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Articles 1 - 10 of 10

Full-Text Articles in Political Science

Setting The Agenda: Asia And Latin America In The 21st Century, Ariel C. Armony Oct 2012

Setting The Agenda: Asia And Latin America In The 21st Century, Ariel C. Armony

Center for Latin American Studies Publications

Latin America and Asia are among the world’s fastest growing regions. Trade between Asia and Latin American and Caribbean countries has risen dramatically in recent years. It is undeniable that Asia now plays a formidable role in the economic development of the region. This publication emerges out of the University of Miami’s 2012 “Asia and Latin America in the 21st Century” conference, where leaders from academic, policy, business, and media communities from around the world convened to address the macroeconomic trends, trade relations, and sociopolitical trends that have emerged as the links between Asia and Latin America ...


International Regimes And Globalization: Tools For Managing Complex Change, Ronald Ferguson Sep 2012

International Regimes And Globalization: Tools For Managing Complex Change, Ronald Ferguson

R. James Ferguson

International Regimes have long been understood as cooperative mechanisms that allow states to work with each other, shaping expectations and generating areas of convergence on specific issues. (Chen & Chen 2009; Gorg & Ulrich 2006; Brahm 2005; Keohane 1982). Ranging across numerous areas, including fisheries conservation, food production, international trade, proliferation control regimes, control of illicit goods, monetary regimes, development agenda, and environmental cooperation, they can often operate where international institutional control is weak. In the 21st century, such regimes often draw on international non-government organizations and mobilize public and community support as part of their strategy. As such, a wide range of actors can ...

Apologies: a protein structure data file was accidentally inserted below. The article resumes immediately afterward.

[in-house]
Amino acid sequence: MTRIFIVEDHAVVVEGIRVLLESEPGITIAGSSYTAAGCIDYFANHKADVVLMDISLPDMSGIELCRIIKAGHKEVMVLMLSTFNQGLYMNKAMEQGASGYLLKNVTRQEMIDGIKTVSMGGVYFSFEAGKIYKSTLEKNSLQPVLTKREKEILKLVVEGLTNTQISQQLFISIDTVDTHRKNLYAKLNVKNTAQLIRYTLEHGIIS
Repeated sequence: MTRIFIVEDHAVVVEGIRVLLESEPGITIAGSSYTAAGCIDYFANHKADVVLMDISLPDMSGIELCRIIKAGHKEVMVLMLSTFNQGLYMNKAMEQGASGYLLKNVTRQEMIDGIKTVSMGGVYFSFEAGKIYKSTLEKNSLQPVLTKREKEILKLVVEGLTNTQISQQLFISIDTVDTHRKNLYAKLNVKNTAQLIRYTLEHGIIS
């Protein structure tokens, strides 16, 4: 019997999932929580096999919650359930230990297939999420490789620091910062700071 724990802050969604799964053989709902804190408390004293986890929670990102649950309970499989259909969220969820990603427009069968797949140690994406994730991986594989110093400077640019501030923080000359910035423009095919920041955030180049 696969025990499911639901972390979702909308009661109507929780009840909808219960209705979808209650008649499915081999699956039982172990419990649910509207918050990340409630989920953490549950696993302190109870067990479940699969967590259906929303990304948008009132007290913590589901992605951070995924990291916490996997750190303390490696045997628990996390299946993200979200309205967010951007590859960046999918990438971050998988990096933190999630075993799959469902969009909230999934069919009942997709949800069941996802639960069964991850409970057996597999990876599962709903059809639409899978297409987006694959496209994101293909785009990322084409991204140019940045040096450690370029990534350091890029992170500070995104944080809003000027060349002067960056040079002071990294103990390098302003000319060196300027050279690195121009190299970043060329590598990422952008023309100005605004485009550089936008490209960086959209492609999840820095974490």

International Human Rights Law And Social Movements: States' Resistance And Civil Society's Insistence, Kiyoteru Tsutsui, Claire Whitlinger, Alwyn Lim Aug 2012

International Human Rights Law And Social Movements: States' Resistance And Civil Society's Insistence, Kiyoteru Tsutsui, Claire Whitlinger, Alwyn Lim

Research Collection School of Social Sciences

This review examines recent scholarship on the rise of international human rights law and proposes that social movements have played critical roles both in elevating the standards of human rights in international law and in leveraging these standards into better local practices. Institutionalization of universal human rights principles began in the immediate post–World War II period, in which civil society actors worked with powerful states to establish human rights as a key guiding principle of the international community and to ensure the actors' continuing participation in international human rights institutions. The subsequent decades saw various hurdles arise in international ...